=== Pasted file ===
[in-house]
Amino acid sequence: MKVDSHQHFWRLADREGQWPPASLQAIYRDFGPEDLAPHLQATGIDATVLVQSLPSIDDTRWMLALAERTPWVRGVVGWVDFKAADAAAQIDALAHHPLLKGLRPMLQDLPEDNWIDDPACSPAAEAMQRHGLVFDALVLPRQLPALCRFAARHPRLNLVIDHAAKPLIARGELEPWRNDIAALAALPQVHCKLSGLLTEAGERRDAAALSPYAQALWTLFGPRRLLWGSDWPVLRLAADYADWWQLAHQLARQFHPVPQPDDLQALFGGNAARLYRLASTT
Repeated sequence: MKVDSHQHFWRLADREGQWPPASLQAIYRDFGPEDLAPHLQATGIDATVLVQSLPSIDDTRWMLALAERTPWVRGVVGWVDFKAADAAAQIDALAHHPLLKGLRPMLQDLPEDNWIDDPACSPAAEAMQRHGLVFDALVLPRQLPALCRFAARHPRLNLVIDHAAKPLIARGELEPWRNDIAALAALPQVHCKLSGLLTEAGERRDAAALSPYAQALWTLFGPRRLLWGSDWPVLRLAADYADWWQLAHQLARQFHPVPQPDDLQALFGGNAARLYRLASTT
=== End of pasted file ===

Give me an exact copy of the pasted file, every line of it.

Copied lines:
[in-house]
Amino acid sequence: MKVDSHQHFWRLADREGQWPPASLQAIYRDFGPEDLAPHLQATGIDATVLVQSLPSIDDTRWMLALAERTPWVRGVVGWVDFKAADAAAQIDALAHHPLLKGLRPMLQDLPEDNWIDDPACSPAAEAMQRHGLVFDALVLPRQLPALCRFAARHPRLNLVIDHAAKPLIARGELEPWRNDIAALAALPQVHCKLSGLLTEAGERRDAAALSPYAQALWTLFGPRRLLWGSDWPVLRLAADYADWWQLAHQLARQFHPVPQPDDLQALFGGNAARLYRLASTT
Repeated sequence: MKVDSHQHFWRLADREGQWPPASLQAIYRDFGPEDLAPHLQATGIDATVLVQSLPSIDDTRWMLALAERTPWVRGVVGWVDFKAADAAAQIDALAHHPLLKGLRPMLQDLPEDNWIDDPACSPAAEAMQRHGLVFDALVLPRQLPALCRFAARHPRLNLVIDHAAKPLIARGELEPWRNDIAALAALPQVHCKLSGLLTEAGERRDAAALSPYAQALWTLFGPRRLLWGSDWPVLRLAADYADWWQLAHQLARQFHPVPQPDDLQALFGGNAARLYRLASTT